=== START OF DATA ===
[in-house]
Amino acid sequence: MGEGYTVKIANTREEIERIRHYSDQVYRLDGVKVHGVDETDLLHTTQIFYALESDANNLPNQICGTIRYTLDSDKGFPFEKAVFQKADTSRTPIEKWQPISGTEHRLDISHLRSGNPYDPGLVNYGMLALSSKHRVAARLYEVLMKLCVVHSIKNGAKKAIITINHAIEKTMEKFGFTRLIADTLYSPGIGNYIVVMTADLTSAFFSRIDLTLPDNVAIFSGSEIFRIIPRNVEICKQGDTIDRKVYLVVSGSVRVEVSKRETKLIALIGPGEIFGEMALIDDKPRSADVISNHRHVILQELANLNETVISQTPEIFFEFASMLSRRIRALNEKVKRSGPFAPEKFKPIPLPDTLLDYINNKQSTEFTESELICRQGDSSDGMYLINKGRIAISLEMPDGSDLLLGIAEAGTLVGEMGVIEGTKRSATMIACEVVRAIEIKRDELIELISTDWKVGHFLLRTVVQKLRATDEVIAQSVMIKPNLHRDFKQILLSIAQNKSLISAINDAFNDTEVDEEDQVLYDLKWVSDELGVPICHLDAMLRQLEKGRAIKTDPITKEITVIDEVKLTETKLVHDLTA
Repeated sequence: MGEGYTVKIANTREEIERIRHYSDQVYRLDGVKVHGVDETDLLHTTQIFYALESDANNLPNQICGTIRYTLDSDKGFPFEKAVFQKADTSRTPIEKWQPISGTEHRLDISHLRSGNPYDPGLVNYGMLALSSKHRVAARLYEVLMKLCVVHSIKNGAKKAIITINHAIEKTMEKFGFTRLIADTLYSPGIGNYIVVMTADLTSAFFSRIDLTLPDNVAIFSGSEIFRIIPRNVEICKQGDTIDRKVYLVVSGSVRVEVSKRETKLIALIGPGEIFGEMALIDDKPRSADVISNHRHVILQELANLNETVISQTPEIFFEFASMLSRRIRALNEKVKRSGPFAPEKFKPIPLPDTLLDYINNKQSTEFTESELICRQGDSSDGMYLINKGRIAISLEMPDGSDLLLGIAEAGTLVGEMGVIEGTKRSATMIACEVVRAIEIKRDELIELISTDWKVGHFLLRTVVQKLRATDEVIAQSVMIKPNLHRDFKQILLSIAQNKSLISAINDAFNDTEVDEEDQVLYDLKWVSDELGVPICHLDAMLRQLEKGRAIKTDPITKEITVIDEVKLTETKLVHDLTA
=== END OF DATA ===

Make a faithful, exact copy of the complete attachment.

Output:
[in-house]
Amino acid sequence: MGEGYTVKIANTREEIERIRHYSDQVYRLDGVKVHGVDETDLLHTTQIFYALESDANNLPNQICGTIRYTLDSDKGFPFEKAVFQKADTSRTPIEKWQPISGTEHRLDISHLRSGNPYDPGLVNYGMLALSSKHRVAARLYEVLMKLCVVHSIKNGAKKAIITINHAIEKTMEKFGFTRLIADTLYSPGIGNYIVVMTADLTSAFFSRIDLTLPDNVAIFSGSEIFRIIPRNVEICKQGDTIDRKVYLVVSGSVRVEVSKRETKLIALIGPGEIFGEMALIDDKPRSADVISNHRHVILQELANLNETVISQTPEIFFEFASMLSRRIRALNEKVKRSGPFAPEKFKPIPLPDTLLDYINNKQSTEFTESELICRQGDSSDGMYLINKGRIAISLEMPDGSDLLLGIAEAGTLVGEMGVIEGTKRSATMIACEVVRAIEIKRDELIELISTDWKVGHFLLRTVVQKLRATDEVIAQSVMIKPNLHRDFKQILLSIAQNKSLISAINDAFNDTEVDEEDQVLYDLKWVSDELGVPICHLDAMLRQLEKGRAIKTDPITKEITVIDEVKLTETKLVHDLTA
Repeated sequence: MGEGYTVKIANTREEIERIRHYSDQVYRLDGVKVHGVDETDLLHTTQIFYALESDANNLPNQICGTIRYTLDSDKGFPFEKAVFQKADTSRTPIEKWQPISGTEHRLDISHLRSGNPYDPGLVNYGMLALSSKHRVAARLYEVLMKLCVVHSIKNGAKKAIITINHAIEKTMEKFGFTRLIADTLYSPGIGNYIVVMTADLTSAFFSRIDLTLPDNVAIFSGSEIFRIIPRNVEICKQGDTIDRKVYLVVSGSVRVEVSKRETKLIALIGPGEIFGEMALIDDKPRSADVISNHRHVILQELANLNETVISQTPEIFFEFASMLSRRIRALNEKVKRSGPFAPEKFKPIPLPDTLLDYINNKQSTEFTESELICRQGDSSDGMYLINKGRIAISLEMPDGSDLLLGIAEAGTLVGEMGVIEGTKRSATMIACEVVRAIEIKRDELIELISTDWKVGHFLLRTVVQKLRATDEVIAQSVMIKPNLHRDFKQILLSIAQNKSLISAINDAFNDTEVDEEDQVLYDLKWVSDELGVPICHLDAMLRQLEKGRAIKTDPITKEITVIDEVKLTETKLVHDLTA